Historically, honey has been used by humans to treat a variety of ailments through topical application, but only recently have the antiseptic and antibacterial properties of honey been chemically explained. Hydrogen peroxide is formed in a slow-release manner by the enzyme glucose oxidase present in honey. It becomes active only when honey is diluted, requires oxygen; Also, the antioxidant constituents in honey help clean up oxygen free radicals present.


Gram positive
Appearance after stain: blue to purple
Structure: Has thick layer of peptidoglycan over inner cytoplasmic membrane. Stain binds to peptidogylcan ; Lack LPS-lipopolysaccharides.

Gram negative
Appearance after stain: pink to red
Structure: In gram negative bacteria the peptidoglycan layer is thinner and is located between space of the outer and inner cytoplasmic membrane (LPS covering it); hence the purple die is not taken up by peptidoglycan. Cell wall contains LPS which make them virulent

Honey Types

Manuka [from new Zealand]

Only 10 percent of all Manuka Honey is claimed to have antibacterial properties because of its non-hydrogen peroxide antibacterial content which is known as NPA (Non-Peroxide Activity) Manuka honey.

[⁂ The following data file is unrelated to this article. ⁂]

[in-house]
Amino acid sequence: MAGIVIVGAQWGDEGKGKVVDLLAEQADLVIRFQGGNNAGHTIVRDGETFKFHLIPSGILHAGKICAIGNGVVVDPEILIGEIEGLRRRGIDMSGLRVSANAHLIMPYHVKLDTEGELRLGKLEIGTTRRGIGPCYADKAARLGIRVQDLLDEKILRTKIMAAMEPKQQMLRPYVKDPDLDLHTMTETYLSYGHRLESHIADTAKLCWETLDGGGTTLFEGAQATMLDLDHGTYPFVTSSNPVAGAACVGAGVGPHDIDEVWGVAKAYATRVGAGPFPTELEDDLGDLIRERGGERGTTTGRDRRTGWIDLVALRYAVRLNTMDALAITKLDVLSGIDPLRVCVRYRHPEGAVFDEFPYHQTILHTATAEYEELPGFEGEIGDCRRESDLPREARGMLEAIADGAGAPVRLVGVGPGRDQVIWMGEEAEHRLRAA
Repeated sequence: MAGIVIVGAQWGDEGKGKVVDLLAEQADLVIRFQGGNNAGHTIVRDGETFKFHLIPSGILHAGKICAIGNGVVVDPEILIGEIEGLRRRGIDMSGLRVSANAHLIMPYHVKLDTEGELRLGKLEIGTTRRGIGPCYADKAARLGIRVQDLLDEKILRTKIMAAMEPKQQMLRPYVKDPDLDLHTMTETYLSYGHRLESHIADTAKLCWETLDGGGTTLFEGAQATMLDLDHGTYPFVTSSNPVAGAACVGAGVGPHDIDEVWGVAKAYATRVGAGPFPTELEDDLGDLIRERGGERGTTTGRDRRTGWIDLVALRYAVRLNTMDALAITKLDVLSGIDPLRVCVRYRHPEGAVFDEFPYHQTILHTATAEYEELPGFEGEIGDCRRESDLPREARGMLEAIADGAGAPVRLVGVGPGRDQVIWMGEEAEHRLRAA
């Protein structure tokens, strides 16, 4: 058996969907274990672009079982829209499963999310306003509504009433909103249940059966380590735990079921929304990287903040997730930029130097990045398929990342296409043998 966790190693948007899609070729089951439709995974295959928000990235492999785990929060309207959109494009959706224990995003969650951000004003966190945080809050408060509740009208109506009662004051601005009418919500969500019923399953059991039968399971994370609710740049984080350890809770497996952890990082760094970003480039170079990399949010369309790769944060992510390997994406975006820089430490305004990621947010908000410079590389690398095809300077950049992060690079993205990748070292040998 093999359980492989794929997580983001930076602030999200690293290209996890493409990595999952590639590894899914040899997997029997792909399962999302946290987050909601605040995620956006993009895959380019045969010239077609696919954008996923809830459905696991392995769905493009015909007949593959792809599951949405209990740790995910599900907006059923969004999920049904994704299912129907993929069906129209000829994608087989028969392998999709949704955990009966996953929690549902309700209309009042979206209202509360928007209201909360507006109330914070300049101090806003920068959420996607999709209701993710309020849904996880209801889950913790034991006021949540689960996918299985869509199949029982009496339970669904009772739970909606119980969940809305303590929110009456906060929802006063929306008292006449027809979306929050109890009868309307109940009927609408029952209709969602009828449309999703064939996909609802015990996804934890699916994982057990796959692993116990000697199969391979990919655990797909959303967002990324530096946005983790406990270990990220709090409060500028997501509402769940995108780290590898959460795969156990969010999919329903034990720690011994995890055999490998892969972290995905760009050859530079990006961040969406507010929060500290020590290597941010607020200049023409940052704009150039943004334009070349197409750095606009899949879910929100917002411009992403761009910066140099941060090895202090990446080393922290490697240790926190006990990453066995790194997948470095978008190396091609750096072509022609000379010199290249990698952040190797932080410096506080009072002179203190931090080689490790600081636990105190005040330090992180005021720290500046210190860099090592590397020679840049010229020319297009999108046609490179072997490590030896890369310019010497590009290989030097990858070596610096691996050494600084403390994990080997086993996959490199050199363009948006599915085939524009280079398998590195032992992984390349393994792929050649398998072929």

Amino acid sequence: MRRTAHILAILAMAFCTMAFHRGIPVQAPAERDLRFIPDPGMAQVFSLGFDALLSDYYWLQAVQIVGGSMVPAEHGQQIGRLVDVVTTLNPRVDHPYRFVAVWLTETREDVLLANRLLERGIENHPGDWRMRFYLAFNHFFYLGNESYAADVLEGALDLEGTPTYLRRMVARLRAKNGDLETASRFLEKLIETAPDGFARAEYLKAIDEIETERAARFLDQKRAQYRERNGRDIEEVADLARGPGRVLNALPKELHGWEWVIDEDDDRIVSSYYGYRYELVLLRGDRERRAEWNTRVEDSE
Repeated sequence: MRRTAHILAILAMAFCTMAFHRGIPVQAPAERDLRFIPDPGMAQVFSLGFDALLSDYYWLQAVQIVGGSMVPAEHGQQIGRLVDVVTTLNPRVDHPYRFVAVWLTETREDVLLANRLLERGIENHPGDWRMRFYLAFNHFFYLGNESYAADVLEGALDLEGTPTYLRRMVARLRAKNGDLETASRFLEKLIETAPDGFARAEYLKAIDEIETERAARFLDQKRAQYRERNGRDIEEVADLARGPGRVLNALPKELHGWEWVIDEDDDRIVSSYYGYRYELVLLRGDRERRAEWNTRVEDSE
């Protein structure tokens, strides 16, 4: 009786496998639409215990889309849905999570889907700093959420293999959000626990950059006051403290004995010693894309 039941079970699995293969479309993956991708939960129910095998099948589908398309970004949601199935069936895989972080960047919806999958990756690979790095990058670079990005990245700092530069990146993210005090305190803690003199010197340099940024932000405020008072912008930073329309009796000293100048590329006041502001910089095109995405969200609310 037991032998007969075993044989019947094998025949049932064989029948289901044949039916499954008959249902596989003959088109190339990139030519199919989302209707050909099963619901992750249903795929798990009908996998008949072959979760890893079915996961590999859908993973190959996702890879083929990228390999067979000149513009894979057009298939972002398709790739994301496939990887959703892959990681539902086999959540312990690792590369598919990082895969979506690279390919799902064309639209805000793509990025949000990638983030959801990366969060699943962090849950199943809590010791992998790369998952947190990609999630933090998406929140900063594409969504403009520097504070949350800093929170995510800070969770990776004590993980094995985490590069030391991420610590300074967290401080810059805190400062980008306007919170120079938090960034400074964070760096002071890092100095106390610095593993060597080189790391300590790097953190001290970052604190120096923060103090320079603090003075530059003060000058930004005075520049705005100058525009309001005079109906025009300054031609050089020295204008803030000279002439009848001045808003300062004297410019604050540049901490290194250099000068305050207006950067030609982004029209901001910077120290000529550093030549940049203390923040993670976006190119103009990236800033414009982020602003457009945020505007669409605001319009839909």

Ulmo [from Chile]

Chilean honey made by Apis mellifera (honeybee) originating from the Ulmo tree (Eucryphia cordifolia).

author avatar
William Anderson (Schoolworkhelper Editorial Team)
William completed his Bachelor of Science and Master of Arts in 2013. He current serves as a lecturer, tutor and freelance writer. In his spare time, he enjoys reading, walking his dog and parasailing. Article last reviewed: 2022 | St. Rosemary Institution © 2010-2024 | Creative Commons 4.0

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